The beginning of the novel was a little slow for me. I wasn't hooked until I was about 1/3rd into the story. Other than that, the storytelling was filled with some great lines, some of which gave me a laugh. The main character in this novel is only 13, so while romance is discussed, we don't see much of it. Honestly, though, it would have been a little weird for me if they'd gone further into the romance storyline, with the main character being so young. The final chapters (epilogue, if you will) seemed a little rushed, but the pacing over all wasn't too bad.

Speaking of the characters, I quite liked them. They weren't all developed to the extent they could have been (like the Gardners apprentice), but overall, the main leads seemed pretty solid.

The main problem with this novel is that it just isn't complete. There is a complete story that is told, but it's clear to me that this is just the first of what should be at least two novels. However, I think I still may recommend 'The Princess Curse' to young readers looking for a solid read. (At the very least, maybe it will help get us a sequel!)

Tuesday, October 2, 2012

Review: 'Stravaganza: City of Swords' by Mary Hoffman

Title: Stravaganza: City of Swords 
Author: Mary Hoffman 
Genre: YA, Juvi, fantasy, coming of age, friendship, 6th in series 
Star Rating: 3/5 stars 

 Borrowed from Goodreads, "Desperately unhappy, Laura has resorted to secretly self-harming. But Laura is a Stravagante, somebody who can travel in time and space. When she finds her talisman, a small silver dagger, she stravagates with it to sixteenth-century Fortezza, a town similar to Lucca in Italy, where she meets her Stravagante, who is a swordsmith. But Laura also meets the charming and attractive Ludo, and falls for him. Their love for each other is tested when Ludo lays claim to the crown of Fortezza, and Laura finds herself fighting on the side of the Stravaganti opposing him." 

'City of Swords', what to say... Let me start with this: I really do love the Stravaganza series as a whole. Everything from the characters to the settings to the overall concept-- I love it. 'City of Swords' is the sixth and final book in this under appreciated series by Mary Hoffman. I'll miss jumping into Talia with the Stravaganti for many reasons, most of all because every time I opened a Stravaganza book, it felt like I was back in Italy!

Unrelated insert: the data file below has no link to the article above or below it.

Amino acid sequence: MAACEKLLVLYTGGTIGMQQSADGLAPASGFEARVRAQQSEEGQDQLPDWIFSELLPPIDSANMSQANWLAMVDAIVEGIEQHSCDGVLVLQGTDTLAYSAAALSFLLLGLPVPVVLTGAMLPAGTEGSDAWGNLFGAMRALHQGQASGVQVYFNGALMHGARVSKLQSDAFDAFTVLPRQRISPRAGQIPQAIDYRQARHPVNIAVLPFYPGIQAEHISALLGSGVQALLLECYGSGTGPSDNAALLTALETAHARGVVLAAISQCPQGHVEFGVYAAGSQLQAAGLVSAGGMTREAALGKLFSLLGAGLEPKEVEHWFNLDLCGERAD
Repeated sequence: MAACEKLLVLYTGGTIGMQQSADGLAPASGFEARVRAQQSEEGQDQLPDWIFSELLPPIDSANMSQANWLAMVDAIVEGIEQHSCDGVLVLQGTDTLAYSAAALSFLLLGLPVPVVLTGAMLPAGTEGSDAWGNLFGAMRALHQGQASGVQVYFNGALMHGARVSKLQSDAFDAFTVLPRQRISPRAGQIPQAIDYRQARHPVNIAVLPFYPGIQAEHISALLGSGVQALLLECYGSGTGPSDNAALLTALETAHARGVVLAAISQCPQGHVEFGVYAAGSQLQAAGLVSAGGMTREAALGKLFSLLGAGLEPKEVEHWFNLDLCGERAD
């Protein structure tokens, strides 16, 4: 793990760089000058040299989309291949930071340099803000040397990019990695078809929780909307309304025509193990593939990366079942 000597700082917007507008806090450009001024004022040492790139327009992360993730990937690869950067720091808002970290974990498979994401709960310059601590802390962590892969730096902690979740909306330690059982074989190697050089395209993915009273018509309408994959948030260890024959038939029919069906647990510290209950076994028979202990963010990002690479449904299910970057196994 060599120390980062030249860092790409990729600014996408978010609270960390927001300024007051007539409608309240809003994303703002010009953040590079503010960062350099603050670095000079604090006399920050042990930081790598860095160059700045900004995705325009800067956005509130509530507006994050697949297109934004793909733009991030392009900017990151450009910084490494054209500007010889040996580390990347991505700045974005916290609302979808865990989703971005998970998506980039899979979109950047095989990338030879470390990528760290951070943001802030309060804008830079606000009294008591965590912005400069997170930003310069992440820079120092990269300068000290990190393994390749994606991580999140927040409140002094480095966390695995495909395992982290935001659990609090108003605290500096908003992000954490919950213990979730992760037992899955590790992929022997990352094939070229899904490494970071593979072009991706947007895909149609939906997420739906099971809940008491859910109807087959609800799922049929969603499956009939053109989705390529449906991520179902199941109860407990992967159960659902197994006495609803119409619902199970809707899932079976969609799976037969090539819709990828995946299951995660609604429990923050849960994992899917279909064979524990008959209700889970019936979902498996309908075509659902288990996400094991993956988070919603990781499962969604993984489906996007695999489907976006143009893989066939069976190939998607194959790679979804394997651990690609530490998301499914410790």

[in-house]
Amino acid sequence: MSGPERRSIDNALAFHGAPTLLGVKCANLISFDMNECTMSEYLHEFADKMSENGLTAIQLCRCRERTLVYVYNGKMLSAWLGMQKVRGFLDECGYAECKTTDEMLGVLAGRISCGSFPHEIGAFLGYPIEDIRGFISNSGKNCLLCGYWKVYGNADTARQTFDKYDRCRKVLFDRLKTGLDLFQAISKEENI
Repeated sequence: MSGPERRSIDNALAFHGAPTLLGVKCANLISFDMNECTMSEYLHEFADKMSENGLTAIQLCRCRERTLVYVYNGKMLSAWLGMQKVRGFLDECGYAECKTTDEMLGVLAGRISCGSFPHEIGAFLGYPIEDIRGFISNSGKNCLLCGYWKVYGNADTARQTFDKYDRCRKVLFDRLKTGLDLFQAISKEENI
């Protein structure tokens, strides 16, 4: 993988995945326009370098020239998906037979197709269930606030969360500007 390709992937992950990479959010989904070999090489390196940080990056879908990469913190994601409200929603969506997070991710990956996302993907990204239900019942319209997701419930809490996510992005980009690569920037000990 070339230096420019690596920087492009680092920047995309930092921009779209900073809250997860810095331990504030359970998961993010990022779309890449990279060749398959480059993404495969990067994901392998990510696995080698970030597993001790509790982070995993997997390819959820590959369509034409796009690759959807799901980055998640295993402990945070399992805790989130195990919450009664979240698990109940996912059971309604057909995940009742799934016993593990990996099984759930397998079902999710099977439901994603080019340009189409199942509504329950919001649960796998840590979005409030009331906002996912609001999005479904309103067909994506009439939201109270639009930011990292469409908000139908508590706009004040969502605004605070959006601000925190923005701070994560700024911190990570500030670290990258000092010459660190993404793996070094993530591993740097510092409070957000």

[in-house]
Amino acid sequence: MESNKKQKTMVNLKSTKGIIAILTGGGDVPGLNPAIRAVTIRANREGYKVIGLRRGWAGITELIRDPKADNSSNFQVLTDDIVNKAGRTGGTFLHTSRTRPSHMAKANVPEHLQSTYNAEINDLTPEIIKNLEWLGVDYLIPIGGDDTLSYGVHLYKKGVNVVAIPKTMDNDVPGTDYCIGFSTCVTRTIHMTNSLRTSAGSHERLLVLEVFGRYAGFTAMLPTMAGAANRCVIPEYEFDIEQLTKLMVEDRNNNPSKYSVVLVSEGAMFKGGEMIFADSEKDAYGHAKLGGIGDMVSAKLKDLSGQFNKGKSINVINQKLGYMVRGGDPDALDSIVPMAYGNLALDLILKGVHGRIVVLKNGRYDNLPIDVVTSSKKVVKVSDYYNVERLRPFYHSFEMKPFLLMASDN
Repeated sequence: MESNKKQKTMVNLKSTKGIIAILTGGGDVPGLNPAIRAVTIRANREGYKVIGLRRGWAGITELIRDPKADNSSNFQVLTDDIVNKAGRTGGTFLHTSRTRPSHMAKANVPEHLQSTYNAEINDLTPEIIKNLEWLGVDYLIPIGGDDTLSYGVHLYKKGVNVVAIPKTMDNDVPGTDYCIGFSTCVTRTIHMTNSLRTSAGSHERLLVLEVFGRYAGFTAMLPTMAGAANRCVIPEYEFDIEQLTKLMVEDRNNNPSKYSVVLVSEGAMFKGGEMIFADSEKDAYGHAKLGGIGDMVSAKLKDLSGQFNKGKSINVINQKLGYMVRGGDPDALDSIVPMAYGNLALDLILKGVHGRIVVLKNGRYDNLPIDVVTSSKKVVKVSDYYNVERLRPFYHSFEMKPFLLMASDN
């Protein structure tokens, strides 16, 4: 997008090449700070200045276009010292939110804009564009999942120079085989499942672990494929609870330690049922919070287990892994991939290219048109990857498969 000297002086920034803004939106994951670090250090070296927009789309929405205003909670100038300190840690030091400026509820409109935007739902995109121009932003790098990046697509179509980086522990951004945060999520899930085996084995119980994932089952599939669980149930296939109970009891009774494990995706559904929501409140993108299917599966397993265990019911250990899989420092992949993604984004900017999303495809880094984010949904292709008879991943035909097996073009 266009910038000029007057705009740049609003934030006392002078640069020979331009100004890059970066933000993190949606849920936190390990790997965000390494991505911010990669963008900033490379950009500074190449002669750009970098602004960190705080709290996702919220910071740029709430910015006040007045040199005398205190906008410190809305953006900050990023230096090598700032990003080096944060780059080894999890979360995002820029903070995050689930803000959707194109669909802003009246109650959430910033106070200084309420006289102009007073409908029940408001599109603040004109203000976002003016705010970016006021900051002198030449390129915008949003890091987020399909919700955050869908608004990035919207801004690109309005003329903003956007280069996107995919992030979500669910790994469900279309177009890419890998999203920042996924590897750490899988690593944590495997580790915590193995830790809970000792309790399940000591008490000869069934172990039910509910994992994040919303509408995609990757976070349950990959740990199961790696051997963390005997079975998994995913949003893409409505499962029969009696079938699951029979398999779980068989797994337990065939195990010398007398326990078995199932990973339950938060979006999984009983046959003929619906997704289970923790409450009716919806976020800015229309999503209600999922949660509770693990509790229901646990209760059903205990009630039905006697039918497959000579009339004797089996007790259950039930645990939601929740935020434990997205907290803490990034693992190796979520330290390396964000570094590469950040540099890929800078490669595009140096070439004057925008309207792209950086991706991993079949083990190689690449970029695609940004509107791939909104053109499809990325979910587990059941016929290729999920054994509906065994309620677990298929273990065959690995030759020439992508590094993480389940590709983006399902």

On to 'City of Swords'... Is it my favorite of the series? No. Is it as engaging and entertaining as other Stravaganza books? No. Is it a good read for those who have read the books before it? Yes. Is it a fitting close to a fantastic series? Minus a few loose ends, I think so. The writing style used in '...Swords' seemed different to me than the books before it.

The downsides of the novel? The majority of the story was spent in the real world, rather than Talia. Also, we learned what was going on through long paragraphs of explanation, as opposed to seeing the action or learning it through dialogue. I didn't find Laura's character to be as fleshed out as the rest and her story, strangely enough, didn't hold as much as importance as I would have expected. The romance was between Laura and a certain someone was a nice addition to the story, but we, as readers, didn't get to see it develop enough to care as much as we should about it, I think.

Besides those concerns (that mostly had to do with Laura's plotline), I loved the interaction between the past stravaganti and loved, loved, loved everything that had to do with Luciano! His parts made me smile! Do I wish this had been a more solid read? Of course. However, I'm glad I've taken these trips to Talia, seeing such wonderful places and meeting fun, interesting characters. While the future of the series is uncertain at the moment, one thing is for sure; I'll truly miss following new Stavaganti into the beautiful cities of Talia.

Friday, August 31, 2012

Review: Keeper of the Lost Cities by Shannon Messenger

Title: Keeper of the Lost Cities
Author: Shannon Messenger
Genre: Juvi, fantasy, coming of age, first in series
Star Rating: 5/5 stars

'Fablehaven' by Brandon Mull. 'The Emerald Atlas' by John Stephens. 'Vampirates' by Justin Somper. 'Harry Potter' by JK Rowling. 'Knightley Academy' by Violet Haberdasher. These are all great juvi (middle grade) titles that entertain kids 8 to 108. After sailing through this amazing read, I must add 'Keeper of the Lost Cities' to that list!